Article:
Chapter 9 describes the product life cycle. Let’s examine the evolution of the electric car product-market. This market has been slow to take off. Did you know the first electric cars were produced more than 100 years ago? Learn more in “ The fascinating evolution of the electric car ,” (Business Insider February 15, 2017), which describes the various efforts over the last century to develop an electric vehicle. These days the electric car market is changing more quickly thanks in large part to Tesla, an outsider. This new competitor has motivated traditional automakers to put more resources behind electric cars. We are already seeing lower cost [Continue Reading …]
This article in Wired magazine highlights “ The Most Innovative Objects of 2016 (That You’ll Actually Want to Use) ” (December 28, 2016). Look through and read this list of innovative new products. In the “New-Product Planning,” section of chapter 9, we define three categories of new products: continuous innovations, dynamically continuous innovations, and discontinuous innovations. Categorize each of the “Most Innovative Products” in the Wired article using one of these three categories. If necessary, click through to learn more about each. Explain the logic for your classification of each.
More consumer products companies are turning to direct channels of distribution. When Nike’s new (self-lacing) HyperAdapt sneakers were only available through direct channels at launch. Chapter 10 discusses some of the logic for choosing direct and indirect channels. As you read this article, “ Nike’s HyperAdapt DTC Sales Part of Rising ‘See Now, Buy Now’ Trend ” (brandchannel, December 5, 2016) consider the logic for Nike and other brands discussed. The video below features an interview with some of the innovators behind the Nike HyperAdapt auto-lacing shoes. Why did Nike sell HyperAdapt through direct channels of distribution? Do you think this is a good idea or not? Why or why not?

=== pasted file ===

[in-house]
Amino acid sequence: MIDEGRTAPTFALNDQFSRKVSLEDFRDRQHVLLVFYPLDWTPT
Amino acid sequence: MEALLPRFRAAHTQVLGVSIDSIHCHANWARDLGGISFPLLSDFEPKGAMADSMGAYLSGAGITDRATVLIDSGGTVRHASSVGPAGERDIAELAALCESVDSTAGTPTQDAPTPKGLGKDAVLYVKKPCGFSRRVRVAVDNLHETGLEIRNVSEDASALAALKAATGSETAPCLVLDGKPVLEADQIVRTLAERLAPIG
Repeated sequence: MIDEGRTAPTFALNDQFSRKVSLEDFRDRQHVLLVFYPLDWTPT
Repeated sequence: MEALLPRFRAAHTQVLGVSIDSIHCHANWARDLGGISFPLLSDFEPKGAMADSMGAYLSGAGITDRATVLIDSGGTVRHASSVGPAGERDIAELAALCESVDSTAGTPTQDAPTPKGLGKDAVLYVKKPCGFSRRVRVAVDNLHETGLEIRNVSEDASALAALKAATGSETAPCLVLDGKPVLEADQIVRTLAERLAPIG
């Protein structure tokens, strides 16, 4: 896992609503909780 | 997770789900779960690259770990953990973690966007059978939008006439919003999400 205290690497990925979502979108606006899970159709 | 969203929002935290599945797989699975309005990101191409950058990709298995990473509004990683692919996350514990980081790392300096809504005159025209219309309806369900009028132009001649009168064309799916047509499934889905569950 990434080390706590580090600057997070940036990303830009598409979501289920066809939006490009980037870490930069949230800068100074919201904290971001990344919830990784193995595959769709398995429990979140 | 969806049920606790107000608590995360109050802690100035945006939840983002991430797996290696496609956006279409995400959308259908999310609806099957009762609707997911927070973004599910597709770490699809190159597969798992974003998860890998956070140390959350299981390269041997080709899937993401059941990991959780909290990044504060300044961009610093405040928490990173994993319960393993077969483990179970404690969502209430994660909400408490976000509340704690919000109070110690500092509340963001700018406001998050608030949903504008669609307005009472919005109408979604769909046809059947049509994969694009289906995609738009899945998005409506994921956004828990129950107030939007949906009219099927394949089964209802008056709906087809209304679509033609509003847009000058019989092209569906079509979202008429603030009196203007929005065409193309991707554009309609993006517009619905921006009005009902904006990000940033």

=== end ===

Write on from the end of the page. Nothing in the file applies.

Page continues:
As you know from chapter 9, identifying and developing new-product ideas — and effective strategies to go with them — can be key to a firm’s success and survival. So what do you do if your main product is a sports drink first developed 50 years ago by a team of scientists at the University of Florida after a request from the football coach (the football team is nicknamed the Gators — hence the name Gatorade)? After years of focusing on new flavors and packaging, Gatorade is using technology to personalize its contribution to athletic performance. Read more about Gatorade’s “smart cap” [Continue Reading …]